At the conclusion of the exercise on the sense of smell, one participant concluded, ‘I realise I have a limited vocabulary when it comes to describing smells.’

She continued to suggest others do what she does, “when reading I write unusual and interesting words I discover in a notebook.  It helps improve my writing. Now,  I’ll watch out for how other writers describe smells.’

This is a perfect example of the wonderful feedback and help fellow writers give each other and how writing exercises and sharing in class can improve our writing.

A Personal Story

A few weeks ago, one of my past students from my 2016 class at Mordialloc Neighbourhood House emailed me. English was not her first language and she needed help with a private matter.

It was great to catch up for a coffee and fortunately, I was able to help her. She is an educated, enterprising woman who had been a journalist in Japan but like many who write facts for a living, she wanted to explore creative writing.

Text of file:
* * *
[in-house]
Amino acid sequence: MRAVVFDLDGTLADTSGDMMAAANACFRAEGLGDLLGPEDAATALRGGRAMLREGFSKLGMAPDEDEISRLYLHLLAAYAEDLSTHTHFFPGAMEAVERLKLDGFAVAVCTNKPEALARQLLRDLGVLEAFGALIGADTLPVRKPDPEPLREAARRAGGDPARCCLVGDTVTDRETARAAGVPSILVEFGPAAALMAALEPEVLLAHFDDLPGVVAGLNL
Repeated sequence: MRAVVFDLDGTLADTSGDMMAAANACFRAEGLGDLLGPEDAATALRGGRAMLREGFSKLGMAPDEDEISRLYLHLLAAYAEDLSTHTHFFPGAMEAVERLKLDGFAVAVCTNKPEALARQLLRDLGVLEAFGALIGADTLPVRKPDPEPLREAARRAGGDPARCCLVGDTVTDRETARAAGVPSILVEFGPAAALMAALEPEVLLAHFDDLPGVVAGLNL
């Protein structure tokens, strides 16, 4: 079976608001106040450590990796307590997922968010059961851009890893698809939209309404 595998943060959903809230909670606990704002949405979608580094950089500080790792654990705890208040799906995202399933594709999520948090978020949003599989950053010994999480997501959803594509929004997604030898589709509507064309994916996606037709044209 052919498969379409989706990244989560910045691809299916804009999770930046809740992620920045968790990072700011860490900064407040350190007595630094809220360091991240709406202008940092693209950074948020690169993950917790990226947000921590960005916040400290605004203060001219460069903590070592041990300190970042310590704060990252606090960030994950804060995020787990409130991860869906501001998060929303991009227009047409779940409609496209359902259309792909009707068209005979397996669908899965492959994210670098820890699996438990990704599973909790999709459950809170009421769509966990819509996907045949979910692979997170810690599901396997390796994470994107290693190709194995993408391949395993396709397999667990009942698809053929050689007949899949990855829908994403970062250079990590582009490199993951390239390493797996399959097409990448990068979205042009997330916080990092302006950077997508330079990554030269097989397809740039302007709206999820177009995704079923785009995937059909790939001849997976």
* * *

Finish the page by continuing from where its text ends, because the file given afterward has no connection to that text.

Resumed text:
She lacked confidence in her own ability and struggled with the nuances of English. In the class, I encouraged her to express herself through poetry.

Her perceptions about adjusting to life in Melbourne and being able to express her feelings about other aspects of her life was a great healing journey but also led to valuable discussions in class.

She blossomed but I’ll let her tell you in her own words what attending a class at a community house meant:

My Writing Class
Naoko

I’ve never really liked classes
I’m often less enthusiastic
preferring to study on my own
I was not a good student in writing class

Yet there are good memories